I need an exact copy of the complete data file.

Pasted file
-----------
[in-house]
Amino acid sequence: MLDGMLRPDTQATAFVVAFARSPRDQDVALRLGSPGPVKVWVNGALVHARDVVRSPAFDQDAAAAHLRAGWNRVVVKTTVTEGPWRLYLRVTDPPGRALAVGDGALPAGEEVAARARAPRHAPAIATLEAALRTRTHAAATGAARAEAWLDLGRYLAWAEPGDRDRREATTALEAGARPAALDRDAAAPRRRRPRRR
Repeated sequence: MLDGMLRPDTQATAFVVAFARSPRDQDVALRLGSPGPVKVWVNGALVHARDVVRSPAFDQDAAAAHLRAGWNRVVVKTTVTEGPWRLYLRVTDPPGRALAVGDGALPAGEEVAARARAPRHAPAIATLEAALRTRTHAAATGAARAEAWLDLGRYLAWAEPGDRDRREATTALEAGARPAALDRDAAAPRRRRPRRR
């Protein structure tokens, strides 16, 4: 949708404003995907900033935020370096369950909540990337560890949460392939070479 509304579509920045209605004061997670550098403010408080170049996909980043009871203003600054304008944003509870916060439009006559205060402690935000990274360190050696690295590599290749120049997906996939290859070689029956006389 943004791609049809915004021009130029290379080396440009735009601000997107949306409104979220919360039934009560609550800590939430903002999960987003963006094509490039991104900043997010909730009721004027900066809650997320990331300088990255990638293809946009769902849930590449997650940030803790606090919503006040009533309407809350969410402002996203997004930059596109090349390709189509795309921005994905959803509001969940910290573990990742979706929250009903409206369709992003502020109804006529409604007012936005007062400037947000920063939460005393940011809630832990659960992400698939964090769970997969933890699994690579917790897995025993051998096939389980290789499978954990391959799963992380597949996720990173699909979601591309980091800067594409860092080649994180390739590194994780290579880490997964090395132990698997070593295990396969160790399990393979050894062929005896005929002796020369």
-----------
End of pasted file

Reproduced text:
[in-house]
Amino acid sequence: MLDGMLRPDTQATAFVVAFARSPRDQDVALRLGSPGPVKVWVNGALVHARDVVRSPAFDQDAAAAHLRAGWNRVVVKTTVTEGPWRLYLRVTDPPGRALAVGDGALPAGEEVAARARAPRHAPAIATLEAALRTRTHAAATGAARAEAWLDLGRYLAWAEPGDRDRREATTALEAGARPAALDRDAAAPRRRRPRRR
Repeated sequence: MLDGMLRPDTQATAFVVAFARSPRDQDVALRLGSPGPVKVWVNGALVHARDVVRSPAFDQDAAAAHLRAGWNRVVVKTTVTEGPWRLYLRVTDPPGRALAVGDGALPAGEEVAARARAPRHAPAIATLEAALRTRTHAAATGAARAEAWLDLGRYLAWAEPGDRDRREATTALEAGARPAALDRDAAAPRRRRPRRR
């Protein structure tokens, strides 16, 4: 949708404003995907900033935020370096369950909540990337560890949460392939070479 509304579509920045209605004061997670550098403010408080170049996909980043009871203003600054304008944003509870916060439009006559205060402690935000990274360190050696690295590599290749120049997906996939290859070689029956006389 943004791609049809915004021009130029290379080396440009735009601000997107949306409104979220919360039934009560609550800590939430903002999960987003963006094509490039991104900043997010909730009721004027900066809650997320990331300088990255990638293809946009769902849930590449997650940030803790606090919503006040009533309407809350969410402002996203997004930059596109090349390709189509795309921005994905959803509001969940910290573990990742979706929250009903409206369709992003502020109804006529409604007012936005007062400037947000920063939460005393940011809630832990659960992400698939964090769970997969933890699994690579917790897995025993051998096939389980290789499978954990391959799963992380597949996720990173699909979601591309980091800067594409860092080649994180390739590194994780290579880490997964090395132990698997070593295990396969160790399990393979050894062929005896005929002796020369």